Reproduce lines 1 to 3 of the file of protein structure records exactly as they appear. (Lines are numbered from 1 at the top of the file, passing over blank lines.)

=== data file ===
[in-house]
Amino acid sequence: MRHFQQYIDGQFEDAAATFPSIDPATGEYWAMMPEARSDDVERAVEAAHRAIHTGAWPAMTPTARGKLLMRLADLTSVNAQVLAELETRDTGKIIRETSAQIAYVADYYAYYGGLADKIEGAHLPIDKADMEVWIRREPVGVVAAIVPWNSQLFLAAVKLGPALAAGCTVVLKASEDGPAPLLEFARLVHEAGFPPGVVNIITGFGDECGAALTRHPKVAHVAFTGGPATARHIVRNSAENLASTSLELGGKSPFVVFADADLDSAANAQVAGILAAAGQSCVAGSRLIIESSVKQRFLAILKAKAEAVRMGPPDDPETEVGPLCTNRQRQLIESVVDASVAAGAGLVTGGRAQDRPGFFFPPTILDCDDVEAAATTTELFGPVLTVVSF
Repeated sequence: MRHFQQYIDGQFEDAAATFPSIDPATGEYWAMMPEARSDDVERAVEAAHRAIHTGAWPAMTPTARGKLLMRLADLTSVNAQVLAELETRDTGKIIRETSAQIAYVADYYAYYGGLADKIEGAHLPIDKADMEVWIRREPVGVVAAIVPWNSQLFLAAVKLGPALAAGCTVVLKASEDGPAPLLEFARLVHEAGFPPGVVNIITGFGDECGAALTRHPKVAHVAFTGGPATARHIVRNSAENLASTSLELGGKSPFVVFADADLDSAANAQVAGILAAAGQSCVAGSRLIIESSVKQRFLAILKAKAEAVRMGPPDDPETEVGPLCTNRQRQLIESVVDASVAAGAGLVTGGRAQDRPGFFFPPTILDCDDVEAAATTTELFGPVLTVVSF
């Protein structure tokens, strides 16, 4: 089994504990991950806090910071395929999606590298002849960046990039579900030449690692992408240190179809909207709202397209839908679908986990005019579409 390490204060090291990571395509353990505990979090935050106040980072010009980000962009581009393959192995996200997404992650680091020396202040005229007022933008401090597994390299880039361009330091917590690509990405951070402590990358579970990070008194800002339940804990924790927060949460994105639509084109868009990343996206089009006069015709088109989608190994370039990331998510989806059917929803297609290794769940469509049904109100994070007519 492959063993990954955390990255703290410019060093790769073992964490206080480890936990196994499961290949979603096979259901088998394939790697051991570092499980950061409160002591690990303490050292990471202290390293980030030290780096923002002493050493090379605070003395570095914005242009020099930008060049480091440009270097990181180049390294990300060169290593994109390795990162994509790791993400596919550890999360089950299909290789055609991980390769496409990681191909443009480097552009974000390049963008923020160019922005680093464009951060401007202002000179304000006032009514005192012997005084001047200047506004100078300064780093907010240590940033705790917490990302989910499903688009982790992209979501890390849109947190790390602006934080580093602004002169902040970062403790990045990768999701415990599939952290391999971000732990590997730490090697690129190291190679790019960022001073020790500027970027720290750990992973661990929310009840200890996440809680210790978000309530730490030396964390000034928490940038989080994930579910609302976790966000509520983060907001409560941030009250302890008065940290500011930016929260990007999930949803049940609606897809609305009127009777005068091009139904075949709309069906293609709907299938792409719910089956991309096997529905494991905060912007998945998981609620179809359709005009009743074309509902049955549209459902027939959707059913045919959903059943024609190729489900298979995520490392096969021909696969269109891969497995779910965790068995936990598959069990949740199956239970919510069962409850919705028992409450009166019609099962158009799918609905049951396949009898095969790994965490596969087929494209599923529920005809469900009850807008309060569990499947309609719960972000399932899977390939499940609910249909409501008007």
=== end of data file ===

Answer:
[in-house]
Amino acid sequence: MRHFQQYIDGQFEDAAATFPSIDPATGEYWAMMPEARSDDVERAVEAAHRAIHTGAWPAMTPTARGKLLMRLADLTSVNAQVLAELETRDTGKIIRETSAQIAYVADYYAYYGGLADKIEGAHLPIDKADMEVWIRREPVGVVAAIVPWNSQLFLAAVKLGPALAAGCTVVLKASEDGPAPLLEFARLVHEAGFPPGVVNIITGFGDECGAALTRHPKVAHVAFTGGPATARHIVRNSAENLASTSLELGGKSPFVVFADADLDSAANAQVAGILAAAGQSCVAGSRLIIESSVKQRFLAILKAKAEAVRMGPPDDPETEVGPLCTNRQRQLIESVVDASVAAGAGLVTGGRAQDRPGFFFPPTILDCDDVEAAATTTELFGPVLTVVSF
Repeated sequence: MRHFQQYIDGQFEDAAATFPSIDPATGEYWAMMPEARSDDVERAVEAAHRAIHTGAWPAMTPTARGKLLMRLADLTSVNAQVLAELETRDTGKIIRETSAQIAYVADYYAYYGGLADKIEGAHLPIDKADMEVWIRREPVGVVAAIVPWNSQLFLAAVKLGPALAAGCTVVLKASEDGPAPLLEFARLVHEAGFPPGVVNIITGFGDECGAALTRHPKVAHVAFTGGPATARHIVRNSAENLASTSLELGGKSPFVVFADADLDSAANAQVAGILAAAGQSCVAGSRLIIESSVKQRFLAILKAKAEAVRMGPPDDPETEVGPLCTNRQRQLIESVVDASVAAGAGLVTGGRAQDRPGFFFPPTILDCDDVEAAATTTELFGPVLTVVSF